Once again I must stress that this is only my opinion, it has not been subject to randomised control testing, or P tests. My advice is not statistically significant, but I hope it might be of some help.
I am really sorry to break this to you but eating with children is a chore.
Feeding babies feels relentless. There are many wonderful posts on breast feeding, bottle feeding, combination feeding and so on. The only advice I have on this is please, please be kind to yourself. The only way success can be measured is by how you are handling this massive head fuck. Anything from breast feeding to tube feeding is fine if it is helping your baby progress along the path to becoming their own sweet self.
Weaning is also a pain in the hole. Never will you work so hard at developing expertise in a skill you will use so fleetingly. Preparing food for the 6-12 month old can be gruelling. Perfect home blended meals with a range of different flavours and nutrients in each meal are great. (FYI, parsnips roasted with cumin and then pureed are bloody delicious - well worth a batch cook. If you add stock you can turn it into a soup for any unexpected guests.) With big kid, about 80% of his food was homemade puree and, by the time he was properly eating solids, 80% of my brain was in a similar state. With small kid I was much kinder to myself. Weetabix and porridge are your friends. Puree pouches are your friends. Jars of baby food are fine and dandy, just so long as they are not all you are offering. Find a balance that works for you.
You'd think once they've moved onto solids things would get better wouldn't you? Well they do...a bit. It's all still a bit grim though. Kids need time and patience and the occasional death threat to learn to eat well and eat widely. All kids have their feeding foibles; given the chance big kid would never stop eating. Ever. Whereas small kid could quite happily subsist on air and the occasional cherry tomato. Again, the only advice I have is read all the advice and then pick the bits that suit you and your own unique situation. It's likely to suck quite a lot of the time. Sorry.
If you eat in all the time, you will at some point want to stick your hand into the waste disposal just to break the monotony. When you are at home, if you sit at the table (kitchen or dining, depending on how fancy you are) you will wear a smooth groove in it as you bang your head endlessly against it, wondering how it can take over an hour just to eat ten sodding peas. If you eat in the living room you will spend the meal shrieking and grabbing items before they spill and weeping silently as you scrape food from the upholstery with your once elegant nails. It is never not a ball ache. The big man was judging me for using my phone at the table during dinner so I smiled sweetly and made sure we had lovely family meals every night whilst he was on leave. It took less than a week to drag him down to my level. My advice is only feed the children when it is sunny - sit them on a picnic rug outside and let them go nuts. They can forage for nuts and berries in autumn.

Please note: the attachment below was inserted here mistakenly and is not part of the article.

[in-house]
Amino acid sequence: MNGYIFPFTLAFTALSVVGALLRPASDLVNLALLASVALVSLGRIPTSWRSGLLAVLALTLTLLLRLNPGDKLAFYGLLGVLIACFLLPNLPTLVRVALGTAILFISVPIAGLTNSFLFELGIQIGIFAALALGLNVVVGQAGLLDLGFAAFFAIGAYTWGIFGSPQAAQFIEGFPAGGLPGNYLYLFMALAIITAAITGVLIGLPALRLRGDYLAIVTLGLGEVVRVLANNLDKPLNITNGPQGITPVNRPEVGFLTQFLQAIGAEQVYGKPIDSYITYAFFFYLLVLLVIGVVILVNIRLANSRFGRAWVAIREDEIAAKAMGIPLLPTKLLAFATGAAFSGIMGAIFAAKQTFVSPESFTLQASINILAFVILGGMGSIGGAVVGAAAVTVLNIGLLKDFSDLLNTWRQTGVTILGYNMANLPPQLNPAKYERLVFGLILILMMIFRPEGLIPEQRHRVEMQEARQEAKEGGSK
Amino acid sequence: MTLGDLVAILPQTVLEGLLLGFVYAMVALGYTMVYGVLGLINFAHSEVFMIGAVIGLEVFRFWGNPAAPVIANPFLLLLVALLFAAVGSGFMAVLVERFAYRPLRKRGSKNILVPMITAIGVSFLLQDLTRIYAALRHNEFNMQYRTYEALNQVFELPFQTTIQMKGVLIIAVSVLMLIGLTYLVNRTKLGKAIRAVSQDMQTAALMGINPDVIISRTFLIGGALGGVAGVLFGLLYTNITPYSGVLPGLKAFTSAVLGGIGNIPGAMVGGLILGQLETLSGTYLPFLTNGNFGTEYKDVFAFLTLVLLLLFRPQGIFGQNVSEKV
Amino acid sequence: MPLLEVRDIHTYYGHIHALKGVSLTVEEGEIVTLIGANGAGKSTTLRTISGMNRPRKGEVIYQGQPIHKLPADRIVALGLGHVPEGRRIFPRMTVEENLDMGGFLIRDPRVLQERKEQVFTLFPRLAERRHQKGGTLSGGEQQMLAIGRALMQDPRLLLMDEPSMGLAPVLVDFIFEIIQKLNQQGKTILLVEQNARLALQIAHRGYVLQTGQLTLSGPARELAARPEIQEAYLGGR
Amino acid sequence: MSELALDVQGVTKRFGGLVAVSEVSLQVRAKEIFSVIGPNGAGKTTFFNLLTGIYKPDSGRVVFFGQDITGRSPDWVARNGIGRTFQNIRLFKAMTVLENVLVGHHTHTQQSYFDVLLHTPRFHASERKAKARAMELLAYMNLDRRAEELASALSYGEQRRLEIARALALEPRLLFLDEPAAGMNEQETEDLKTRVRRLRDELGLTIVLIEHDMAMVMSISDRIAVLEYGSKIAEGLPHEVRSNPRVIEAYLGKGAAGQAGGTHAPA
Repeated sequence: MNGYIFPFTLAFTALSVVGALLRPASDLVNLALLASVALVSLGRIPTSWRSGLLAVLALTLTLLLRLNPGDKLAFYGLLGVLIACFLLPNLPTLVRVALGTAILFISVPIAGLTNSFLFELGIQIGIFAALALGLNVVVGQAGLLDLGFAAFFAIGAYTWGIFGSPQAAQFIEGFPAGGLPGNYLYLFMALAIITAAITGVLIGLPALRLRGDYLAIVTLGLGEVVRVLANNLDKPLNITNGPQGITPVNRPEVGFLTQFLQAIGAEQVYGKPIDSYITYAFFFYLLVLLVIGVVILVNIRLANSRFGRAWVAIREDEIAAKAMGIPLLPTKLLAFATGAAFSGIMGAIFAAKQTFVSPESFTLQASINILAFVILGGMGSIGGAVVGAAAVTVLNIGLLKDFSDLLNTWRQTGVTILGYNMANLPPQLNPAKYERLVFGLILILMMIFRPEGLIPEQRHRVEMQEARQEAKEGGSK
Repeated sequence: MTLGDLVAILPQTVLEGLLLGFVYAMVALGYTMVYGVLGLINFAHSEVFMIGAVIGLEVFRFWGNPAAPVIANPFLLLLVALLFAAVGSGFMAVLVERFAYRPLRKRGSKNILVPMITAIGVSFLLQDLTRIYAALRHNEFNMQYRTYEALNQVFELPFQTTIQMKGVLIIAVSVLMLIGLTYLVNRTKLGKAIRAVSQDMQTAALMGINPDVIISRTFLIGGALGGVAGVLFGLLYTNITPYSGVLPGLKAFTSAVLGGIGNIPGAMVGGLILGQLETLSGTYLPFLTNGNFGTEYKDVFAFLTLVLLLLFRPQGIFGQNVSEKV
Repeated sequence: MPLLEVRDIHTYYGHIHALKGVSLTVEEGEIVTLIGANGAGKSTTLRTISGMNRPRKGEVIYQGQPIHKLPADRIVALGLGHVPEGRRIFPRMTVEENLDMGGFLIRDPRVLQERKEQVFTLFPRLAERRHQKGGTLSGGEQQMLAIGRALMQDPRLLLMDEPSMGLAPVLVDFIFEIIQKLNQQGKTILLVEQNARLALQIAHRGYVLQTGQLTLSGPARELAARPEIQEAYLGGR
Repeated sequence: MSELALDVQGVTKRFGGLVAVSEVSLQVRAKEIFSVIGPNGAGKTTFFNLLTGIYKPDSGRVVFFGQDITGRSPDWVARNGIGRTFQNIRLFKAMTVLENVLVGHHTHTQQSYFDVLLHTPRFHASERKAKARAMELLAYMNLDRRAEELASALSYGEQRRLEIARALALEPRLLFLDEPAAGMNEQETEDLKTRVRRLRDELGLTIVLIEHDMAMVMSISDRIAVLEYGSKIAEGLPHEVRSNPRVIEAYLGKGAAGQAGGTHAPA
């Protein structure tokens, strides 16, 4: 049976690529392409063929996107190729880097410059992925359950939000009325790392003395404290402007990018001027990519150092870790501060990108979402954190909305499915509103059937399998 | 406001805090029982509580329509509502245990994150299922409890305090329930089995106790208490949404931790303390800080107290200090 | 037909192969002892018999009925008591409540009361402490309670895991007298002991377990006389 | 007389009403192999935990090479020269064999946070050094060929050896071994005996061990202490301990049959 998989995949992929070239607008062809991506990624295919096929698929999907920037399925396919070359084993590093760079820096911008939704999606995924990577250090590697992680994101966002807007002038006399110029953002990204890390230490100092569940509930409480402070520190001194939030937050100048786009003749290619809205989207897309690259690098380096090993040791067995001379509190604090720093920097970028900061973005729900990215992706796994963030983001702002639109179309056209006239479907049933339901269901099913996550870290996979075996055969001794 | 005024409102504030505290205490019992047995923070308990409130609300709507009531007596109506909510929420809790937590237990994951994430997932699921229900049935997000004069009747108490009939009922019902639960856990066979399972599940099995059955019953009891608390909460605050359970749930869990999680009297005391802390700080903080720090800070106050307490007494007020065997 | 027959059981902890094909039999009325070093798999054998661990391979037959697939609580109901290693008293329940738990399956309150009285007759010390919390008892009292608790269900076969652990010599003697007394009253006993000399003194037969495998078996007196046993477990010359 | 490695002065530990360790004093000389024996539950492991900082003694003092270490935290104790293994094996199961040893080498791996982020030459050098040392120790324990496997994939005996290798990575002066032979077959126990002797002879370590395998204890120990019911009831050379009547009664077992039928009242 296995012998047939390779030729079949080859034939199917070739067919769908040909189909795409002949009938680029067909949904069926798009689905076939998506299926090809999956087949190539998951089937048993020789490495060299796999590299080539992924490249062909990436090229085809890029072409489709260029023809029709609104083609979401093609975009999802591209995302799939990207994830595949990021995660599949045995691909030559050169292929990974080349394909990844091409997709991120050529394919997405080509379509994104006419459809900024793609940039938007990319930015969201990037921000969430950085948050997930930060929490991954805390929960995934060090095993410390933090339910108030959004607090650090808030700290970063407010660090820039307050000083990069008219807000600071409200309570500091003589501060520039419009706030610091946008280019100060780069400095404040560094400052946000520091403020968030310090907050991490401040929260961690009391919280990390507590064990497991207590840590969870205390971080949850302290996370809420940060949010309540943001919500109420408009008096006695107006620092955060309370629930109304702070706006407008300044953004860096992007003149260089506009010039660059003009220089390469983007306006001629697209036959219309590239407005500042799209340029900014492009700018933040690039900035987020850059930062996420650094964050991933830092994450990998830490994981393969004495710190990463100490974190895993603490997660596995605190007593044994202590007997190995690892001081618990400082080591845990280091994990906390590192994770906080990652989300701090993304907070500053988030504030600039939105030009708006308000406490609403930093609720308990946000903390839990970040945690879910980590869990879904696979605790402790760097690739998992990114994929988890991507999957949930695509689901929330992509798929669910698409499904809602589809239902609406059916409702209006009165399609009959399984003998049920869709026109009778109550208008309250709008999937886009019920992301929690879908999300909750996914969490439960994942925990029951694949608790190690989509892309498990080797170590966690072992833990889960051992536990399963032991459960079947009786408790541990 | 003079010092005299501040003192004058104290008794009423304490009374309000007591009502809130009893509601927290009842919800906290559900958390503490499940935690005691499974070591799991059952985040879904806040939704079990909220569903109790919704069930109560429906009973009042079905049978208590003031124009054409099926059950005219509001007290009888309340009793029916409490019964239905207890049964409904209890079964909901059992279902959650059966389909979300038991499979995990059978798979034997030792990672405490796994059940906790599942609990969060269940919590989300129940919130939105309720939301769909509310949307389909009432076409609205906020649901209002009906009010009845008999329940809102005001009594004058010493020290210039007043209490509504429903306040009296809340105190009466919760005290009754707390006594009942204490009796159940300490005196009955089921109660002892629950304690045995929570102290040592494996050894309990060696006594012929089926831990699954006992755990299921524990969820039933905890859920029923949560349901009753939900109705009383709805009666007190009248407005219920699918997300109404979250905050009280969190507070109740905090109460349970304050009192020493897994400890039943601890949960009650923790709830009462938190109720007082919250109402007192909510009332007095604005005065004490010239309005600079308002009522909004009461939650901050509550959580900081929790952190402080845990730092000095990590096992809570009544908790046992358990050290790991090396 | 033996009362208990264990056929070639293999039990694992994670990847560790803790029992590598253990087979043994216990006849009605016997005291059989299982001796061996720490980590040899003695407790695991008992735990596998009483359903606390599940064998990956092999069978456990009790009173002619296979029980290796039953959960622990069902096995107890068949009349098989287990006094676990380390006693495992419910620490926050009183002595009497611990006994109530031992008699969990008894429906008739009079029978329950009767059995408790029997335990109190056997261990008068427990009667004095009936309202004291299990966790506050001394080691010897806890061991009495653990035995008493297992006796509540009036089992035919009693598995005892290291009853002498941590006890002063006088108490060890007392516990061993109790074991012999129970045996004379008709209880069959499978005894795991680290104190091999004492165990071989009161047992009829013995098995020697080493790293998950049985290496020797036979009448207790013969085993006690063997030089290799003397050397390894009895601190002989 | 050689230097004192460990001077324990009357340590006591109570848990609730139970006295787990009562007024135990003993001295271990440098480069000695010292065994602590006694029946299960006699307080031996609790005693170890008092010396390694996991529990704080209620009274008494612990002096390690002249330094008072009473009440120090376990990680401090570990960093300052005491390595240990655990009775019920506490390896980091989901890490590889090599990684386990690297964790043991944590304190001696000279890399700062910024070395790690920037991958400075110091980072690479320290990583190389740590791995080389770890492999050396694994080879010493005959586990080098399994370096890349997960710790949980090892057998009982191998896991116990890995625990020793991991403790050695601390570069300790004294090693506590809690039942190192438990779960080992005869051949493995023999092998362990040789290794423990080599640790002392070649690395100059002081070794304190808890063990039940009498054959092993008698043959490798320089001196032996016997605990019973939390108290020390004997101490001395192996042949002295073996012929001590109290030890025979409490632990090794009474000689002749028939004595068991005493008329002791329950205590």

If you take them out to eat you have to run the gauntlet of judgy older people with just enough dementia to have forgotten just how shit it is to eat with kids. When you’re in a restaurant, you must accept all your food will be stone cold by the time you get to eat it - after you have navigated at leat 2 toilet trips, cut the kid’s food into shapes, cut the food into different shapes as the first try wasn’t up to scratch, negotiated who is going to look after the crayons and assorted bumpf restaurants provide in an attempt to keep the little shits quiet and used threats, bribery and unabashed begging to get them to stop farting at you in public - then and only then do you get to look at your own plate.
My advice on this one is only venture into restaurants where you know they have a kids menu oozing with saturated fats and processed meats, because god forbid you attempt to eat somewhere nice and therefore spend ninety minutes watching your child sob resentfully into the hand-smashed humus, which had been decreed to be 'weird and not like the stuff from Sainsbury's at all' and heaven help us all should some rogue chef sprinkle green bits on the food, it's tantamount to poison. Something that might be helpful is this little gem learned through hard won experience: if you want to eat out with kids, do it a lot. They get much better at it with practice - after a holiday mine are positively civil in a fine dining environment as they've done it almost every night; after six weeks of the school routine they've almost forgotten what cutlery looks like. I refuse to care.
A lot of parenting advice is set up as gospel. In reality, most advice is something to aim for, not something you must achieve every single time. I am aware that fruits and vegetables are good for children but there was a period of about a month where I could only get small kid to eat pasta. Just pasta. If it had been big kid I probably would have been hightailing it to the GP for industrial strength vitamins and checking him for signs of scurvy on an hourly basis. With small kid I just kept my head down and kept doling out tiny portions of fruit and veg on the side of her plate until she finally accepted I wasn’t trying to poison her. I let her build up her trust in food on her own terms and gradually things got better.
Guys, last night we had a take away curry for dinner in front of Horrible Histories and it was fucking magical. All these little steps do lead somewhere good. I promise... but there will still be lots of shit bits in between the good bits. Sorry. Again.